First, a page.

# Imaginary numbers and their polar form

• Jun 9th 2011, 07:10 AM
Alexrey
Imaginary numbers and their polar form
Hey guys, for my Complex Analysis exam coming up, my lecturer has said that no calculators will be allowed. This is fine, but I've been having trouble switching between imaginary numbers' standard and polar forms. I can find the polar forms of numbers that have even denominators in their polar for (i.e. i = e^(pi/2)i), but I don't know how to find the polar form of numbers with odd numerators (i.e. -1/2 + (sqrt(3)/2)i = e^(2pi/3)i). If anyone could help me with this, or has an online resource that I can look at, I'd greatly appreciate it.
• Jun 9th 2011, 07:49 AM
Prove It
Switching from Cartesian to Polar form is easy, as long as you know which quadrant the complex number lies in.

For a complex number $\displaystyle \displaystyle z = x + iy$, we can convert it to the polar form $\displaystyle \displaystyle z = r\,e^{i\theta}$ using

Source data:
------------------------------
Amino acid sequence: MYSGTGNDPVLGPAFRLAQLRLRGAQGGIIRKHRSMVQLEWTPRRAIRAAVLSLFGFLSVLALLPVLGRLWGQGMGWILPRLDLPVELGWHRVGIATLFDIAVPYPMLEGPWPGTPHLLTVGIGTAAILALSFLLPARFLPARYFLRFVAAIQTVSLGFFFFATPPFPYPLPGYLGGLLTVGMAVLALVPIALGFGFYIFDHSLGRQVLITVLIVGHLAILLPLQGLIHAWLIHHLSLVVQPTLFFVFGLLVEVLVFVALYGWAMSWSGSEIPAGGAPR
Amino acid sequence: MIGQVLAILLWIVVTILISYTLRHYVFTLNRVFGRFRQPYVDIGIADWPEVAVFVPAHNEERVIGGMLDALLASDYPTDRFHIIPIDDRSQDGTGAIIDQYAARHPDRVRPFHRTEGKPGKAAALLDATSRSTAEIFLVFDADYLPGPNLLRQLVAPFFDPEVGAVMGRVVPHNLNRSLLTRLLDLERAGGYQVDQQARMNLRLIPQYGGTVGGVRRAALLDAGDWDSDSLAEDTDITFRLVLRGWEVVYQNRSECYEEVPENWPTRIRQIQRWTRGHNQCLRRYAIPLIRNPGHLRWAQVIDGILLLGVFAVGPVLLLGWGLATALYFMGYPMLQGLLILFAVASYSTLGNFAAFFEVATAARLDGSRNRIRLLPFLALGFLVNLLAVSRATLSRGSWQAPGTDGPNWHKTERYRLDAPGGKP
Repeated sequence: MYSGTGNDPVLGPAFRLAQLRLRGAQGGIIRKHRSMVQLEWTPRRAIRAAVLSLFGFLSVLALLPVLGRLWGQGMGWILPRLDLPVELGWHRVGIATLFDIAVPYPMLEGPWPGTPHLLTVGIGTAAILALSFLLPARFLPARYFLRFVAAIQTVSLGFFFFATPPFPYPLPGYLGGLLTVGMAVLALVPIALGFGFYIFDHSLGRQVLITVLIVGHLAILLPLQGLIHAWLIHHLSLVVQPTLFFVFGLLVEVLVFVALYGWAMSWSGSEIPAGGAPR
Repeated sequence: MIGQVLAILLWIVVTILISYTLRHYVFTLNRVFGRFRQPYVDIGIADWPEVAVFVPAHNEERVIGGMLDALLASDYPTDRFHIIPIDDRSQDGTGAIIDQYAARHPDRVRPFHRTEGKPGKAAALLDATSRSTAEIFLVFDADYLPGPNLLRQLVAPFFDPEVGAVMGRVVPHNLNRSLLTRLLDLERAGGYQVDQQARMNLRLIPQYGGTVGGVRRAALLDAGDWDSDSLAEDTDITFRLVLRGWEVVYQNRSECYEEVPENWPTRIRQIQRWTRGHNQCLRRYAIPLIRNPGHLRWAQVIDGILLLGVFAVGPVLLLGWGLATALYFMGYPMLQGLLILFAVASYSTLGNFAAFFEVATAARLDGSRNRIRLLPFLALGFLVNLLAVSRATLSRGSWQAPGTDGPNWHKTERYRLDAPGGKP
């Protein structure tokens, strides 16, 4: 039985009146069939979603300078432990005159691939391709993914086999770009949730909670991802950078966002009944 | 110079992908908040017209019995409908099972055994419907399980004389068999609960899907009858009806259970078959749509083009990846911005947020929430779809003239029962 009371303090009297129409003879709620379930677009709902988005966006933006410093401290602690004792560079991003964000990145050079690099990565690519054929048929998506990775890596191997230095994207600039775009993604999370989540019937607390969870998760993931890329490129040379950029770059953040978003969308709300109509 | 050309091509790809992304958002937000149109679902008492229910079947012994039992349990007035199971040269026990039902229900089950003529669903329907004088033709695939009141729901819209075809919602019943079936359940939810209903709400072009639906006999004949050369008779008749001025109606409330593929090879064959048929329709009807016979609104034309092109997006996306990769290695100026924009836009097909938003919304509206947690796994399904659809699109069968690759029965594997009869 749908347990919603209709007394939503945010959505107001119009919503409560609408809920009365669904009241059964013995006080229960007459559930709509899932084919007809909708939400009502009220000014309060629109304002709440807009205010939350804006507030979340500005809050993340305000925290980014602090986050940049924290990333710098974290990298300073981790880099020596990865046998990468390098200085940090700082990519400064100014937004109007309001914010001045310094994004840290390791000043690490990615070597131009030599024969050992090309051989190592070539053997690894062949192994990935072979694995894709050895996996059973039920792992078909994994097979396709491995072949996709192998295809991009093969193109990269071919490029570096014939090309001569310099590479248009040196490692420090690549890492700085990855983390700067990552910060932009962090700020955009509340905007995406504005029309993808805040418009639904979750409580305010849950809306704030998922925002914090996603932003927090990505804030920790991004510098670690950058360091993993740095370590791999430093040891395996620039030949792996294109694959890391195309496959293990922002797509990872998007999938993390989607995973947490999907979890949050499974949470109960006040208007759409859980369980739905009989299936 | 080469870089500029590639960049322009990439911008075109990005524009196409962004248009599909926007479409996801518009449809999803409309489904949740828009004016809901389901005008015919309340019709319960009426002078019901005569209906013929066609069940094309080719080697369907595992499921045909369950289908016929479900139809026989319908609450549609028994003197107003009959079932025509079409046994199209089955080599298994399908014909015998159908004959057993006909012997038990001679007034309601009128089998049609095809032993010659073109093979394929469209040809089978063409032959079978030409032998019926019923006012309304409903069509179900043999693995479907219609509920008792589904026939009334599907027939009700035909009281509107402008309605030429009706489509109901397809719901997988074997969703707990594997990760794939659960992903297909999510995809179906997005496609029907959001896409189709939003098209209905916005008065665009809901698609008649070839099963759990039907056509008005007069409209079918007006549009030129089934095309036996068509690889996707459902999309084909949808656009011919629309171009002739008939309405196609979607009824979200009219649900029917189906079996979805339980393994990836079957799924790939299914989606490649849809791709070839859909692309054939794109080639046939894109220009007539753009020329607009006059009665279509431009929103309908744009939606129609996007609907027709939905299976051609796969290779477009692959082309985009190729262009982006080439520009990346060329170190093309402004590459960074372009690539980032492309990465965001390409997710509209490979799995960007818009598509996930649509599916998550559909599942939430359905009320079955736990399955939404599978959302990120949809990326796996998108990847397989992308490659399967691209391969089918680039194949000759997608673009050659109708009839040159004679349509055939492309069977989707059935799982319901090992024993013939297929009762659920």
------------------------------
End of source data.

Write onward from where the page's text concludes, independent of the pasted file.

$\displaystyle \displaystyle r = \sqrt{x^2 + y^2}$

and, depending on the quadrant of the complex number

Quadrant 1: $\displaystyle \displaystyle \theta = \arctan{\left|\frac{y}{x}\right|}$

Quadrant 2: $\displaystyle \displaystyle \theta = \pi - \arctan{\left|\frac{y}{x}\right|}$

Quadrant 3: $\displaystyle \displaystyle \theta = -\pi + \arctan{\left|\frac{y}{x}\right|}$

Quadrant 4: $\displaystyle \displaystyle \theta = -\arctan{\left|\frac{y}{x}\right|}$
• Jun 9th 2011, 07:55 AM
Alexrey
Surely I would need a calculator to compute arctan?
• Jun 9th 2011, 08:11 AM
Prove It
Quote:

Originally Posted by Alexrey
Surely I would need a calculator to compute arctan?

If you are studying complex numbers, you surely must know the exact trigonometric values from special triangles, for example $\displaystyle \displaystyle \tan{\left(\frac{\pi}{6}\right)} = \frac{1}{\sqrt{3}}$. I would expect that you would only be given angles you can evaluate the arctangent of from special triangles.
• Jun 9th 2011, 08:12 AM
Plato
Quote:

Originally Posted by Alexrey
Surely I would need a calculator to compute arctan?

Without a calculator you can only deal with angles with basic measure:
$\displaystyle 0,~\frac{\pi}{6},~\frac{\pi}{4},$$\displaystyle ~\frac{\pi}{3},~\frac{\pi}2},~\&~\pi$.
So just learn those special angles.
• Jun 9th 2011, 08:30 AM
Alexrey
Unfortunately I've never been taught the special angles, I'll check them out though. Thanks guys